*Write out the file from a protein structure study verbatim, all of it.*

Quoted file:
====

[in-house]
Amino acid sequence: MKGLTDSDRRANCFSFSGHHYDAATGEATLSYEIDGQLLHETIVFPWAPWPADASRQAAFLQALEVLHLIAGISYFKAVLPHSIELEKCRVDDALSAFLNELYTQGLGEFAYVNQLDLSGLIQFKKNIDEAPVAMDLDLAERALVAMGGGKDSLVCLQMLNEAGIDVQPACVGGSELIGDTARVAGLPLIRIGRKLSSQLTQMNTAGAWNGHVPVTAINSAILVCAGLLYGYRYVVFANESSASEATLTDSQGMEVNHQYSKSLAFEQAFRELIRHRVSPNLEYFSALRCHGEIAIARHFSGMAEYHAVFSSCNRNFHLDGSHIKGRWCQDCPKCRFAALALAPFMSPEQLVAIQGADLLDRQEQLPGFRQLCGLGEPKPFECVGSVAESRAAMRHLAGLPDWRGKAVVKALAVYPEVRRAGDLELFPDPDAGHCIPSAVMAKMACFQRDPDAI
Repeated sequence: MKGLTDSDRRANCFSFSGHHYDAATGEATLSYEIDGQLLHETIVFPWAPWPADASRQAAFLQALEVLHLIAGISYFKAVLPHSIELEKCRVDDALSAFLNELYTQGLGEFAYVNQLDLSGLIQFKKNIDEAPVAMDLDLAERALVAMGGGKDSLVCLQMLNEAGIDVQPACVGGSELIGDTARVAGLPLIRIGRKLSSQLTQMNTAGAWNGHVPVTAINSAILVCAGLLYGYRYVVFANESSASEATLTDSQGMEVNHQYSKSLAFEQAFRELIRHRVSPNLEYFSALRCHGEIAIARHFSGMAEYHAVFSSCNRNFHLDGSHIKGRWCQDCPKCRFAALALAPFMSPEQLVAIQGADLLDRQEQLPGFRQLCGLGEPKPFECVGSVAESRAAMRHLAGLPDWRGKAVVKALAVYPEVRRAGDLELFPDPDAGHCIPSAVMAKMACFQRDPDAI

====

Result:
[in-house]
Amino acid sequence: MKGLTDSDRRANCFSFSGHHYDAATGEATLSYEIDGQLLHETIVFPWAPWPADASRQAAFLQALEVLHLIAGISYFKAVLPHSIELEKCRVDDALSAFLNELYTQGLGEFAYVNQLDLSGLIQFKKNIDEAPVAMDLDLAERALVAMGGGKDSLVCLQMLNEAGIDVQPACVGGSELIGDTARVAGLPLIRIGRKLSSQLTQMNTAGAWNGHVPVTAINSAILVCAGLLYGYRYVVFANESSASEATLTDSQGMEVNHQYSKSLAFEQAFRELIRHRVSPNLEYFSALRCHGEIAIARHFSGMAEYHAVFSSCNRNFHLDGSHIKGRWCQDCPKCRFAALALAPFMSPEQLVAIQGADLLDRQEQLPGFRQLCGLGEPKPFECVGSVAESRAAMRHLAGLPDWRGKAVVKALAVYPEVRRAGDLELFPDPDAGHCIPSAVMAKMACFQRDPDAI
Repeated sequence: MKGLTDSDRRANCFSFSGHHYDAATGEATLSYEIDGQLLHETIVFPWAPWPADASRQAAFLQALEVLHLIAGISYFKAVLPHSIELEKCRVDDALSAFLNELYTQGLGEFAYVNQLDLSGLIQFKKNIDEAPVAMDLDLAERALVAMGGGKDSLVCLQMLNEAGIDVQPACVGGSELIGDTARVAGLPLIRIGRKLSSQLTQMNTAGAWNGHVPVTAINSAILVCAGLLYGYRYVVFANESSASEATLTDSQGMEVNHQYSKSLAFEQAFRELIRHRVSPNLEYFSALRCHGEIAIARHFSGMAEYHAVFSSCNRNFHLDGSHIKGRWCQDCPKCRFAALALAPFMSPEQLVAIQGADLLDRQEQLPGFRQLCGLGEPKPFECVGSVAESRAAMRHLAGLPDWRGKAVVKALAVYPEVRRAGDLELFPDPDAGHCIPSAVMAKMACFQRDPDAI